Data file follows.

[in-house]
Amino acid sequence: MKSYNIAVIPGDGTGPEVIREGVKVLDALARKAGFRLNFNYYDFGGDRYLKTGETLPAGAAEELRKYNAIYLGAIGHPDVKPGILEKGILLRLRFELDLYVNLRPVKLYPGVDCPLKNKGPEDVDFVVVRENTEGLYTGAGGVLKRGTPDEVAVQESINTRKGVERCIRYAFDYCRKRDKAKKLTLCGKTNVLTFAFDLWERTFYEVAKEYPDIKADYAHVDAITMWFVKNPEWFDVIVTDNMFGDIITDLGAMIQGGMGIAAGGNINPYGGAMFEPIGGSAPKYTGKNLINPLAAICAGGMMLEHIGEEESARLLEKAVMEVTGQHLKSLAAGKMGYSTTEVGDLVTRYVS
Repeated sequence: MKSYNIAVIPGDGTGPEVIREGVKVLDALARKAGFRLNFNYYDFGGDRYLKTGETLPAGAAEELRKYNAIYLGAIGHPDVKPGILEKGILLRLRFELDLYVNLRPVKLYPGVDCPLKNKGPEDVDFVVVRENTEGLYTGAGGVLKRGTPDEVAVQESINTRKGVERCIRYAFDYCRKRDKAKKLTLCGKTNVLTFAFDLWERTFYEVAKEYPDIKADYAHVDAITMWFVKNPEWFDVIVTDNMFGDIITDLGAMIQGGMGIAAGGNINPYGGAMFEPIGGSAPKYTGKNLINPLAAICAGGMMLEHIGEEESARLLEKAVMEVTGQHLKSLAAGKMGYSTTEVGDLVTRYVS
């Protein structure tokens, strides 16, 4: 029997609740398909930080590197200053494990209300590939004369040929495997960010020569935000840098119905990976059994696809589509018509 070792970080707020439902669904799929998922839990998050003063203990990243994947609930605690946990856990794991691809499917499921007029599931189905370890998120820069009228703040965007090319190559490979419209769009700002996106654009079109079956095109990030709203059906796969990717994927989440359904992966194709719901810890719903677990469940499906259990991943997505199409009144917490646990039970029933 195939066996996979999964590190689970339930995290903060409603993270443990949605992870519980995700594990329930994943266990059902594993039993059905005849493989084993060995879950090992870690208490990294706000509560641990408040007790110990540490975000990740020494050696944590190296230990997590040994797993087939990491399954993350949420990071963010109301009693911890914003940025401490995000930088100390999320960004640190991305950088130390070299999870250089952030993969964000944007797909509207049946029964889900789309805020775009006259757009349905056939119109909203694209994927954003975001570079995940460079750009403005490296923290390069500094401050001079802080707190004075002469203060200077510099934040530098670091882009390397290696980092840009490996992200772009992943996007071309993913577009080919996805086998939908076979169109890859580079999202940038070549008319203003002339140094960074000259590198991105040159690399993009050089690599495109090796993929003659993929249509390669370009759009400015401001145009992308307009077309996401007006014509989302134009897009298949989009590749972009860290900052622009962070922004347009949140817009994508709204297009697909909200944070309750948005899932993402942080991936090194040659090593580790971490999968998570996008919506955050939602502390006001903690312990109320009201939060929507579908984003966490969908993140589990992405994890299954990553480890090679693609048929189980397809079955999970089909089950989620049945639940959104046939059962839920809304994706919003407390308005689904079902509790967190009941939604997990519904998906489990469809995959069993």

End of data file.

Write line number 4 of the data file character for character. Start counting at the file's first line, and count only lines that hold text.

């Protein structure tokens, strides 16, 4: 029997609740398909930080590197200053494990209300590939004369040929495997960010020569935000840098119905990976059994696809589509018509 070792970080707020439902669904799929998922839990998050003063203990990243994947609930605690946990856990794991691809499917499921007029599931189905370890998120820069009228703040965007090319190559490979419209769009700002996106654009079109079956095109990030709203059906796969990717994927989440359904992966194709719901810890719903677990469940499906259990991943997505199409009144917490646990039970029933 195939066996996979999964590190689970339930995290903060409603993270443990949605992870519980995700594990329930994943266990059902594993039993059905005849493989084993060995879950090992870690208490990294706000509560641990408040007790110990540490975000990740020494050696944590190296230990997590040994797993087939990491399954993350949420990071963010109301009693911890914003940025401490995000930088100390999320960004640190991305950088130390070299999870250089952030993969964000944007797909509207049946029964889900789309805020775009006259757009349905056939119109909203694209994927954003975001570079995940460079750009403005490296923290390069500094401050001079802080707190004075002469203060200077510099934040530098670091882009390397290696980092840009490996992200772009992943996007071309993913577009080919996805086998939908076979169109890859580079999202940038070549008319203003002339140094960074000259590198991105040159690399993009050089690599495109090796993929003659993929249509390669370009759009400015401001145009992308307009077309996401007006014509989302134009897009298949989009590749972009860290900052622009962070922004347009949140817009994508709204297009697909909200944070309750948005899932993402942080991936090194040659090593580790971490999968998570996008919506955050939602502390006001903690312990109320009201939060929507579908984003966490969908993140589990992405994890299954990553480890090679693609048929189980397809079955999970089909089950989620049945639940959104046939059962839920809304994706919003407390308005689904079902509790967190009941939604997990519904998906489990469809995959069993």